What do I say?  
Where do I go?

The next morning, my alarm went off at 6:15 a.m. because I forgot to turn it off.  (We of course did not have school the next day, or the rest of the year.)  I started to get up and do my usual thing, and then everything came flooding back to me about what had happened the day before. 

I remembered. 
I remembered all of it.  

It was real.  
It really happened.
There was a shooting at Adalyn’s school.  
She is a school shooting survivor.  
She is ok. 
Others are not.
Someone died.   
How am I supposed to even process all of this?

I laid back down in bed and stared at the ceiling for a long time.

We are both now members of a club that we never wanted to be in.

Questions about what happened started to pop up here and there.  I mostly wanted to make sure she heard the story from me and not someone else. But, how do I explain what happened to a first grader?  Luckily, I have an incredibly intelligent friend who knows everything there is to know about child development and she walked me through how to talk to her.  I explained that a couple of STEM high school students were sick and needed help.  And instead of asking an adult for help, they made some really bad choices and hurt a lot of people in the process.  

I let that sink into her mind for a while and answered more questions as they came up.  She soon understood that these “bad decisions” included bringing a gun to school and using it, but she could not comprehend why they wouldn’t ask a teacher or another grownup for help first.  God bless her innocence. She learned a boy named Kendrick died saving others.  And she learned that he’s a real-life hero.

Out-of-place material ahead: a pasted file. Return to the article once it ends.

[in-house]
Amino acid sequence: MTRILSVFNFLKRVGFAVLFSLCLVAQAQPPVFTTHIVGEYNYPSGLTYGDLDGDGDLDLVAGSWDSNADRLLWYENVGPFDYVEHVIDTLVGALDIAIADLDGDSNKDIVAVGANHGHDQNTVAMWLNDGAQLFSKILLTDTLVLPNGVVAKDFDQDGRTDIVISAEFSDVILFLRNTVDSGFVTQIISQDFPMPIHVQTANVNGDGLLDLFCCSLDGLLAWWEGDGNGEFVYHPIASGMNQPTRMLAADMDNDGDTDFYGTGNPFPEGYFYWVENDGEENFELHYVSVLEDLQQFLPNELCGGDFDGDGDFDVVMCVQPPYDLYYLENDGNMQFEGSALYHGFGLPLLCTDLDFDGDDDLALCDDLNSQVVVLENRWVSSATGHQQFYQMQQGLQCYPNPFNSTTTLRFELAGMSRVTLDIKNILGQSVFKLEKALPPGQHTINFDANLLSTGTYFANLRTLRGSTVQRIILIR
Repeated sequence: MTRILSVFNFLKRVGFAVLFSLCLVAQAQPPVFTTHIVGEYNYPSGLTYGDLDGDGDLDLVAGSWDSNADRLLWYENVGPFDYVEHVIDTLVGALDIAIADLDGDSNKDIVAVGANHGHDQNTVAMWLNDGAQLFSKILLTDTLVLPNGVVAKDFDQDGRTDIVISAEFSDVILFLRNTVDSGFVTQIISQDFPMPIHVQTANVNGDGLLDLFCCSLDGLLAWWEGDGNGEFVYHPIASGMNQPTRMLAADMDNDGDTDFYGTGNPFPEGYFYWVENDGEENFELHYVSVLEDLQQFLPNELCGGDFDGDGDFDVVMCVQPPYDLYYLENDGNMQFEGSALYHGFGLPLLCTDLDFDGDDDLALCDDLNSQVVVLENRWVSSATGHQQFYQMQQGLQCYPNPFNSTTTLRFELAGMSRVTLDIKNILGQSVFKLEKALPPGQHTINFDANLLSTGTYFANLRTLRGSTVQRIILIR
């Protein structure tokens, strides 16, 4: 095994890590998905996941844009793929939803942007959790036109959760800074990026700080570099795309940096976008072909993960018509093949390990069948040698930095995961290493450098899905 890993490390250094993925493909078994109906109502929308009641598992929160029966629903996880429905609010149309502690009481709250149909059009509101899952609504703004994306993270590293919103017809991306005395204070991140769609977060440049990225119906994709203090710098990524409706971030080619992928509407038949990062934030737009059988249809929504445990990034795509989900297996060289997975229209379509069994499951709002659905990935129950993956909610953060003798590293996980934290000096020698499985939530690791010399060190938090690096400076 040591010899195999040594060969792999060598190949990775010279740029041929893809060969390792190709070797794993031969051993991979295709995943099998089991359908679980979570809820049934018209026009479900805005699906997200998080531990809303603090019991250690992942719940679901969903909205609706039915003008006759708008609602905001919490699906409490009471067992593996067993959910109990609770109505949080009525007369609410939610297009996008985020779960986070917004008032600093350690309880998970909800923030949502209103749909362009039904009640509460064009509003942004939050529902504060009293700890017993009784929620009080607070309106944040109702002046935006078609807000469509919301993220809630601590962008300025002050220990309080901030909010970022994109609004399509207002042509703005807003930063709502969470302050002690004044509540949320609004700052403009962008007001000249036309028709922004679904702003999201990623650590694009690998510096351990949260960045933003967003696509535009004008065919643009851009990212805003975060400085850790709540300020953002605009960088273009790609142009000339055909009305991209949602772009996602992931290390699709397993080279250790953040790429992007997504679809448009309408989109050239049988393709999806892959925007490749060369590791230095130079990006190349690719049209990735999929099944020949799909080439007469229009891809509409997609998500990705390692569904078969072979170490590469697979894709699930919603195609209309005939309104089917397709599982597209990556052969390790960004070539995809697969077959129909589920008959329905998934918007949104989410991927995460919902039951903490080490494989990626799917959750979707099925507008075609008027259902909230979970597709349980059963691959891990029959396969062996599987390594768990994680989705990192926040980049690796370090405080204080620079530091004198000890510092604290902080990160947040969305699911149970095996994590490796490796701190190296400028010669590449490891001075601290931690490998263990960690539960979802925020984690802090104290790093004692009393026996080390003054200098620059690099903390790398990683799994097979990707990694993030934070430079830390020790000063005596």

I know this situation was way worse for SO many other people, and that my experience is nothing compared to theirs. I have friends whose kids were in rooms where there were injuries, and friends whose kids were in the classroom where everything unfolded.  I’m in no way trying to minimize those experiences.  Their stories are no doubt more powerful, meaningful and impactful than mine.

I did not lose a child that day. 
I did not lose a loved one that day. 
I did not lose a best friend that day.
And neither did my kid.

But I did lose something: I lost the ability to make my child feel safe at school.  One of the two places on earth she should feel the safest. Home being the first.  

When second grade started the next fall, Adalyn became a “bathroom buddy” for one of her friends who was terrified to go to the bathroom by herself.  She panics that when a shooter comes into the school she will be stuck in the hallway with the shooter and will be locked out of her classroom.  Read that again.  WHEN a shooter comes into the school.  Not IF.

What 7 year old should have to think like that?!  The most stressful part of their day should be wondering if they get a juice box or oreo for lunch. Not if they are going to die on their way to the bathroom.

One of my worst fears is that my child will not be in the classroom when something like this happens, especially the little ones. (Again, when.  Not If.)  I asked Adalyn what she’s supposed to do if they have one of these drills and she is in the bathroom.  She said she crawls up onto the toilet so no one can see her feet and it looks like the stall is empty.

That pretty much broke me.  But what came out of her mouth next is what really made me fall apart.

She said if someone looks in between the cracks of the door and the stall, she’s supposed to lean to the opposite side to try and hide from the bad guy.  She continued by telling me that if they have kindergarten friends in the stall next to them, they are supposed to whisper very quietly and try to help them without getting down or leaving their own stall.

(She did make me laugh when she followed all of this up with, “but if I had to stay on top of the toilet, I would just squat down and finish going to the bathroom.” That’s my girl. Haha.)